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CLEVELAND, Ohio – The Cleveland Metropolitan School District is preparing to rename seven schools currently named for slaveholders and other historical figures over concerns of racially problematic pasts.
New names for five elementary buildings are expected to be in place for the 2022-2023 school year, after community meetings in January and February 2022 in which school administrators intend to get feedback from parents, students and others. The decisions are contingent upon school board approval.
The elementary schools to be renamed are:
*Albert Bushnell Hart (Broadway-Slavic Village)
*Louis Agassiz (West Boulevard)
*Luis Muñoz Marín (Tremont)
*Patrick Henry (Glenville)
*Thomas Jefferson PreK-12 International Newcomers Academy (Stockyards)
Two additional high schools are expected be renamed sometime in the future, but CMSD officials who spoke to cleveland.com and The Plain Dealer weren’t yet able to provide a timeline. They are John Marshall, in the Jefferson neighborhood, and James Ford Rhodes, in the Old Brooklyn neighborhood.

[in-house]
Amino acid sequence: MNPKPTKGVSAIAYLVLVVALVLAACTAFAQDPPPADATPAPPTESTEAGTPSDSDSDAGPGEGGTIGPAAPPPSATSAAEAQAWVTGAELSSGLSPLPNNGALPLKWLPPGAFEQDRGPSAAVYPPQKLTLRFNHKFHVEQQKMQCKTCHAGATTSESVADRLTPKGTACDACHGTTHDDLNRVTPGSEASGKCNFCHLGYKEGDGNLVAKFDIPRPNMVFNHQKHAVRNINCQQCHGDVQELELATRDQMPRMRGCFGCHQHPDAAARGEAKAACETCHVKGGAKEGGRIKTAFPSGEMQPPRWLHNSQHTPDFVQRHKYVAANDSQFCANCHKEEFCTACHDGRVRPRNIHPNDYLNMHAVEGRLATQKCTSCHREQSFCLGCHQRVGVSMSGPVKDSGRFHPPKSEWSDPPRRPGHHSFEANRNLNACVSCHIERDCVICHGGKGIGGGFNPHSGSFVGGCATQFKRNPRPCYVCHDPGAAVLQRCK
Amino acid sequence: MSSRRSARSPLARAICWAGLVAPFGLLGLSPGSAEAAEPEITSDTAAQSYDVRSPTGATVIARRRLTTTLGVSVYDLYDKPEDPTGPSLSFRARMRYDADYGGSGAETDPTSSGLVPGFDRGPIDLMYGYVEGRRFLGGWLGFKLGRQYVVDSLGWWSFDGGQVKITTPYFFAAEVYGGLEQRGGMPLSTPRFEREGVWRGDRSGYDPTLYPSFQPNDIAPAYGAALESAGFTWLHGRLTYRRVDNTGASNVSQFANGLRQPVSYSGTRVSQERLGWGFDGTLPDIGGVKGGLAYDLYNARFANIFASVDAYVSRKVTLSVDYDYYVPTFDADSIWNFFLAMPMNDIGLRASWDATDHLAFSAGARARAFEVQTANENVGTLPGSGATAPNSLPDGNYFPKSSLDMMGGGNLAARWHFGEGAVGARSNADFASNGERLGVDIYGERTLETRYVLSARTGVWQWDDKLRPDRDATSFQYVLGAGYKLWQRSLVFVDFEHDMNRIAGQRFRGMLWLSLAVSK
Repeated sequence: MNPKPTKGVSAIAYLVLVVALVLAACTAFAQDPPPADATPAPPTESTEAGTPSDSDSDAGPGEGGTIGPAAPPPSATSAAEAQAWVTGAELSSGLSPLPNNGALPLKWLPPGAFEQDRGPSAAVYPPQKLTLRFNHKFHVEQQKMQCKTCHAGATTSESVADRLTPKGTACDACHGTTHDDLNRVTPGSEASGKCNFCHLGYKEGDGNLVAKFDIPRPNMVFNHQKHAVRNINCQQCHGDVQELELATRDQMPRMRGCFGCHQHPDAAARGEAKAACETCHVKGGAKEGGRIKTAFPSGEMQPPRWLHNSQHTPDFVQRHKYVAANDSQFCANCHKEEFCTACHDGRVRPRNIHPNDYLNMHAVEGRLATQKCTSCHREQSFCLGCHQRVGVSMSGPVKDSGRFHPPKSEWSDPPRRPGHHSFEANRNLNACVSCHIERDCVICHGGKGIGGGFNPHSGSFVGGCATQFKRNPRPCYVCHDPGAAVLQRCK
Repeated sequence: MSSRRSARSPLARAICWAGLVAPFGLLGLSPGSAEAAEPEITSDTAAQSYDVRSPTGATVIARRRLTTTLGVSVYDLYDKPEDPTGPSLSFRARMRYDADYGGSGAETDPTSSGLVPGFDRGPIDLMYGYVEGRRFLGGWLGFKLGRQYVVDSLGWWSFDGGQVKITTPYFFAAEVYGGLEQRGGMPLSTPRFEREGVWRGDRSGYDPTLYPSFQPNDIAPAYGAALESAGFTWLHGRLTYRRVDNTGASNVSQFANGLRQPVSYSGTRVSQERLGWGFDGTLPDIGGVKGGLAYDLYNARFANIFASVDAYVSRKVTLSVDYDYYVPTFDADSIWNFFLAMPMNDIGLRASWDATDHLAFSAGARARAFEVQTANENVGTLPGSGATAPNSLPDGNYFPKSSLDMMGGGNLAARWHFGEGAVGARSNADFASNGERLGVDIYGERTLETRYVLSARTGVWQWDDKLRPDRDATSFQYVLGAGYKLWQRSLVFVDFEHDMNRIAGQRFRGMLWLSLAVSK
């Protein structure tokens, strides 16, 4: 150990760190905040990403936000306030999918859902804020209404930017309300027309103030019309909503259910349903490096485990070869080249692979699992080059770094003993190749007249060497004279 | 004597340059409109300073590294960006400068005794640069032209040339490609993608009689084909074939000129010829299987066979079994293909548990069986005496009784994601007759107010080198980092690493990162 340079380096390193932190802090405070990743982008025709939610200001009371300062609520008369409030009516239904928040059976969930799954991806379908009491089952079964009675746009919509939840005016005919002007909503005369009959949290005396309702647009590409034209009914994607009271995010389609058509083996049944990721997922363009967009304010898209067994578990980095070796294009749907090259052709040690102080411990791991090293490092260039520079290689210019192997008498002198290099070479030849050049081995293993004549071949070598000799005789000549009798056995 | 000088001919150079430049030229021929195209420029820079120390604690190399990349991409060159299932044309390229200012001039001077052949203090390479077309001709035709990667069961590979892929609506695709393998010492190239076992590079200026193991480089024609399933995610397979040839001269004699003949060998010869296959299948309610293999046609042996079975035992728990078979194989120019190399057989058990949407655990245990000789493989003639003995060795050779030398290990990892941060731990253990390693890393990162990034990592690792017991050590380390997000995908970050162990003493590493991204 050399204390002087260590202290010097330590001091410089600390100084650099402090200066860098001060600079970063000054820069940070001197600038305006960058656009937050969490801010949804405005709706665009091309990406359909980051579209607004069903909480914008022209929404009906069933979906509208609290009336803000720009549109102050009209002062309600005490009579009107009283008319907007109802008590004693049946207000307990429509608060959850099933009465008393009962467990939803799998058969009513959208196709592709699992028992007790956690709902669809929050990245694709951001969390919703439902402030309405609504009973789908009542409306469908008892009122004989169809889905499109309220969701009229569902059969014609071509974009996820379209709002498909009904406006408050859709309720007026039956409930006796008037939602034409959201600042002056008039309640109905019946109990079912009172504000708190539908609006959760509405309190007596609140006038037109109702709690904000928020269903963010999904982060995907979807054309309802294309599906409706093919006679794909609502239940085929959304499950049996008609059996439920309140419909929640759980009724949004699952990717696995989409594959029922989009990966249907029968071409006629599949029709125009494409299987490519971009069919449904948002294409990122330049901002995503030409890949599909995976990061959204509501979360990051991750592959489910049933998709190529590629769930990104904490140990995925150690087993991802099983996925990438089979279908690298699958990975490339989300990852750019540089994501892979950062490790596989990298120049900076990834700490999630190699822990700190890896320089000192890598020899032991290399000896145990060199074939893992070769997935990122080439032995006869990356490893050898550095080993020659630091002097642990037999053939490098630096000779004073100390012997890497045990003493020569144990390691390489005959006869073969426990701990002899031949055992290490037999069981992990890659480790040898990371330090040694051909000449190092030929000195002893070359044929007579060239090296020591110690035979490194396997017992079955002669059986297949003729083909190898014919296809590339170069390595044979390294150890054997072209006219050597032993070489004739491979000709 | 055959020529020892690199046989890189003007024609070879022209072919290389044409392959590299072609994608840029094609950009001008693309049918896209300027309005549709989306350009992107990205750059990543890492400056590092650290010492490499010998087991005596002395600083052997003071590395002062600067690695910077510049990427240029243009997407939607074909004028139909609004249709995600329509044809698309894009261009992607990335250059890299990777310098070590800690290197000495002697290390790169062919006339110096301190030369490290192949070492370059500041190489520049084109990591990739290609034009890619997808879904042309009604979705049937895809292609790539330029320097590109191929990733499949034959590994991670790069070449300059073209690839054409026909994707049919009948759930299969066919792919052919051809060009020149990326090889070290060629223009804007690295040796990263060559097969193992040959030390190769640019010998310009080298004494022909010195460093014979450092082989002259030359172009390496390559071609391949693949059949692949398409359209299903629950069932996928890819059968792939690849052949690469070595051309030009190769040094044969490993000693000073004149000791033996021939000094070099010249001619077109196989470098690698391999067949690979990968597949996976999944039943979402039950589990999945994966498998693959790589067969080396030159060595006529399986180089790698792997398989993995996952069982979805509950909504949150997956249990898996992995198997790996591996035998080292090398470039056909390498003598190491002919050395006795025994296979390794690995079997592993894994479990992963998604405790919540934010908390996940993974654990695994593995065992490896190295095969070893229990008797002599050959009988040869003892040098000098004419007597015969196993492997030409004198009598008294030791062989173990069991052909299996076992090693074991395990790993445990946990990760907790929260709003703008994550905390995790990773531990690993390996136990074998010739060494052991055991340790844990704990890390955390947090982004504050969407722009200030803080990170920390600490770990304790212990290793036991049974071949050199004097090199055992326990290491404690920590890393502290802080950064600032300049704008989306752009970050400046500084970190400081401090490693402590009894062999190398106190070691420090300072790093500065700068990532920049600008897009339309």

CMSD kicked off the renaming process earlier this year as part of the national reckoning over racial injustice sparked by the 2020 death of George Floyd. School officials were also spurred by two resolutions passed by Cleveland City Council in 2020 urging CMSD to change the names. The effort was spearheaded by Councilman Kevin Conwell, whose ward includes Patrick Henry, and backed by Councilman Brian Mooney, whose ward includes Louis Agassiz.
CMSD’s school board in July assembled working groups of staff, students and family members to determine new school naming criteria and identify existing schools named after figures who failed to live up to those standards, according to Michael Houser, policy and labor liaison, and Trent Mosley, chief strategy implementation officer.
CMSD also recruited a historian to provide historical backgrounds about each person for which a school is named.
The groups found seven schools with names that ought to be changed based on the new naming criteria.
The groups identified 11 other schools for “possible additional review,” meaning the groups were torn on whether there was enough evidence in the person’s past that conflicted with the naming criteria.
The new criteria excludes schools from being named after people “who have a documented history of enslaving other humans, or have actively participated in the institution of slavery, systemic racism, the oppression … of people of color, women or other minority groups, or who have been a member of a supremist organization.”
Oppression is defined as “the inequitable use of authority, law, or physical force to prevent others from being free or equal.”
The school board in September approved the new naming criteria, and on Dec. 14 adopted the working group’s recommendations for schools that ought to be renamed.
Conwell was elated when he spoke to cleveland.com after the December vote.